New application delivery options bring great opportunities for organizations to drive more operational and service efficiency but require new management approaches to traditional desktop provisioning. The release of WorkSpace Universal 5.3 brings two core features for supporting the compliant use of software-as-a-service applications and dynamic application provisioning in private cloud environments – Cloud pass-through authentication and Content launch policy control.
Quest Software has turned the acquisition integration process on its head by integrating vFoglight with the vKernel vOperations Suite. This is one more feather in the cap of the “easy to try and easy to buy” model of selling operations software into the virtualization market, and one more arrow through the heart of the legacy process of selling operations software to the enterprise systems management and network operations teams. VKernel (Quest) now has the ability to bring substantial depth and breadth of functionality to both existing and new customers. A new chapter in the operations management industry has begun.
AppSense Lab’s DataLocker’s first release offers a method of encrypting and decrypting files to allow secure storage in cloud services. This is a new direction for AppSense – with support for win32/win64 platforms, but also Mac and iOS. A useful free tool, not really enterprise ready – but an important start for AppSense who are now looking at how to enable organisations to better adopt consumerization into their IT strategy.
Dell has joined the the highly competitive and technically diversified single box desktop virtualization market in partnership with Citrix to package VDI-in-a-Box as a virtual appliance. The somewhat awkwardly named Dell “DVS Simplified 1010” appliance is built on the Dell PowerEdge R710 rack server that comes pre-installed with Citrix XenServer 5.6 and VDI-in-a-Box 5.0.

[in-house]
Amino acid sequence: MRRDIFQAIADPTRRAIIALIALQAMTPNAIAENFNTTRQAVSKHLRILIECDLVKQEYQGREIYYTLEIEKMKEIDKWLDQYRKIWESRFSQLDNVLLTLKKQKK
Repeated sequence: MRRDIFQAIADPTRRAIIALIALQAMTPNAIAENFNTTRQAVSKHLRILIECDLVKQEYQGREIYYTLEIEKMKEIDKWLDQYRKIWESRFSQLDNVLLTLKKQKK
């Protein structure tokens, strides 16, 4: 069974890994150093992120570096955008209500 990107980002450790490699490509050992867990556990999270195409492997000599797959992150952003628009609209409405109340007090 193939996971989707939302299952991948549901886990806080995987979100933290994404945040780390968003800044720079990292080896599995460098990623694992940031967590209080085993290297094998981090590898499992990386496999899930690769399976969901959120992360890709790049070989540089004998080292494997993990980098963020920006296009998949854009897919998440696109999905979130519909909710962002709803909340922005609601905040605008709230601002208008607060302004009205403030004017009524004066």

I was involved with the design and deployment of a small proof of concept that would introduce virtualization to a local SMB in my area. The idea was to build them something small that they would grow into and at the same time demonstrate all the really cool things that virtualization can bring to the table. I built a couple of hosts and deployed virtual center virtually, as well as added the VMware Management Appliance and the VMware Mobile appliance. It is really fun to get a chance to introduce virtualization to people, it is almost as fun as bringing a child to a candy store. Showing the client what they can do with virtualization as well as what they can do on their iPad is just priceless.
My answer to my computing needs is a very high end Windows 7 desktop, a very low end Windows 7 Netbook and an Android phone. I am and will always be a non-fan of the vertically integrated Apple model. I will probably always pay a price in terms of complexity of my computing life for this bias. But being a free market economist at heart, I like Shrek believe in the value of layers. I believe that processors, system software, device design, operating system design, applications development and content are all separate disciplines with completely separate bases of comparative advantage. I believe that attempts to integrate across these layers in a proprietary and closed way will fail. Windows computers have always outsold Mac’s for this reason. Android phones are already outselling iPhones for this reason. If Microsoft could get its act together on the phone and tablet front, it could restore the natural economic order of the marketplace to the device industry. But that is the subject of another post.